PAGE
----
LONDON - Stock markets sank further in Asia and faltered in Europe on Tuesday, with banks sliding again on contagion fear after the collapse of two regional US lenders.
The dollar firmed before key US inflation data, having tumbled Monday on concern the Federal Reserve could be forced to cut rates to halt markets turmoil.
The sudden failure of Silicon Valley Bank (SVB) on Friday, followed by Signature Bank two days later, sparked heavy market losses worldwide on fears of a domino effect that could heighten recession risks.
Asian equities tanked Tuesday after Wall Street suffered another punishing selloff, particularly for midsized banks First Republic, KeyCorp and Zions Bancorp.
Oil prices tumbled further with traders concerned about the demand outlook caused by a possible recession.
Europe's markets flickered between losses and gains as the morning progressed, with gloomy news from banking giant Credit Suisse grabbing traders' attention.
SOME SENSE OF CALM
"There was a sense some calm had been restored to markets after a bruising few sessions," said AJ Bell investment director Russ Mould.
"While the immediate fallout from the SVB collapse may have been contained for now, the edginess around the banking sector is not helped by the latest revelations from Credit Suisse as it identified material weaknesses in reporting controls."
Shares in the scandal-hit Swiss bank dived another five percent in Zurich, having struck a record low the previous day.
Credit Suisse acknowledged Tuesday that it had uncovered "material weaknesses" in its internal controls over financial reporting for 2021 and 2022.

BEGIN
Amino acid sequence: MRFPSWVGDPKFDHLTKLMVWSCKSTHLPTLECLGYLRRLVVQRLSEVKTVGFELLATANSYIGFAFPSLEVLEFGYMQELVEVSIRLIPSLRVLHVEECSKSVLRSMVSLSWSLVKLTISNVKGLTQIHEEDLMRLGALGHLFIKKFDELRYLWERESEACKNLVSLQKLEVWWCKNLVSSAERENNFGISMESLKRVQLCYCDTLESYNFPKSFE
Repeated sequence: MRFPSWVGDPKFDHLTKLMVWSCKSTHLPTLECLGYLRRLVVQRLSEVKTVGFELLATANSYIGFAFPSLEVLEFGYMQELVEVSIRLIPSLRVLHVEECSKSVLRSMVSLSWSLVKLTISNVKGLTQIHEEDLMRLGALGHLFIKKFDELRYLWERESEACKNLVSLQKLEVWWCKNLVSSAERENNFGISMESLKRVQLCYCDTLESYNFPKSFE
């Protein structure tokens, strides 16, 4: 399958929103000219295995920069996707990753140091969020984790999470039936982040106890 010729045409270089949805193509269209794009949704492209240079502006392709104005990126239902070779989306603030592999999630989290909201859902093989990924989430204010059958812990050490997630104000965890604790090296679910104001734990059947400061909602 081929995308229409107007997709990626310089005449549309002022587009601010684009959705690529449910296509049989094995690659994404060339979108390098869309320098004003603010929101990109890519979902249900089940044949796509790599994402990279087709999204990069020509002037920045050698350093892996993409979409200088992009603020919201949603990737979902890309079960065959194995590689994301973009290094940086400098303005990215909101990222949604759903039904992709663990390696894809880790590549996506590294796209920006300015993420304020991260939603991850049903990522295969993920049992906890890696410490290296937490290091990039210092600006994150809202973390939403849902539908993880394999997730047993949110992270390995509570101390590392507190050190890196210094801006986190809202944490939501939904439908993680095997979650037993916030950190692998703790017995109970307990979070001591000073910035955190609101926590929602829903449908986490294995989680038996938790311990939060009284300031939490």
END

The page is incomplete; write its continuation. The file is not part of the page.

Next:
The lender revealed the news in its annual report, which was delayed following queries from US regulators regarding its books.
"Credit Suisse is always in the emergency room when it comes to any market crisis, and today's news really intensifies the worries," noted IG analyst Chris Beauchamp.
"It's a bank that can never seem to get its house in order."
The rest of Europe's banking sector continued to languish in the red.
Shares in French lender Credit Agricole dived 1.2 percent and rival Societe Generale lost 1.1 percent.
Germany's Commerzbank dropped 0.4 percent and Deutsche Bank shed 0.6 percent.
In London, HSBC fell 1.3 percent one day after it bought SVB's UK division for a nominal £1 ($1.2).
"Bank shares globally continued to feel the reverberations from the fallout from the Silicon Valley Bank issue, with general sentiment weakening as a result," said Richard Hunter, head of markets at Interactive Investor.
The fast-moving crisis has forced US authorities to immediately pledge support for other lenders and depositors.
Bloomberg News reported that about $465 billion had been wiped off the market value of global financial stocks in just three days.
The collapse of SVB, which specialised in venture-capital financing mainly in the tech sector, was largely the result of the Fed's sharp interest rate hikes aimed at quelling inflation, which hit securities hard.
Key figures around 1015 GMT
London - FTSE 100: DOWN 0.3 percent at 7,522.66 points
Frankfurt - DAX: UP 0.5 percent at 15,027.77
Paris - CAC 40: UP 0.1 percent at 7,015.07
Zurich - SMI: DOWN 0.2 percent at 10,613.29
EURO STOXX 50: UP 0.2 percent at 4,104.90
Tokyo - Nikkei 225: DOWN 2.2 percent at 27,222.04 (close)
Hong Kong - Hang Seng Index: DOWN 2.3 percent at 19,247.96 (close)
Shanghai - Composite: DOWN 0.7 percent at 3,245.31 (close)
New York - Dow: DOWN 0.3 percent at 31,819.14 (close)
Dollar/yen: UP at 134.15 yen from 133.22 yen on Monday
Euro/dollar: DOWN at $1.0712 from $1.0731
Pound/dollar: DOWN at $1.2156 from $1.2181
Euro/pound: UP at 88.12 pence from 88.08 pence
West Texas Intermediate: DOWN 2.6 percent at $72.86 per barrel
Brent North Sea crude: DOWN 2.3 percent at $78.88 per barrel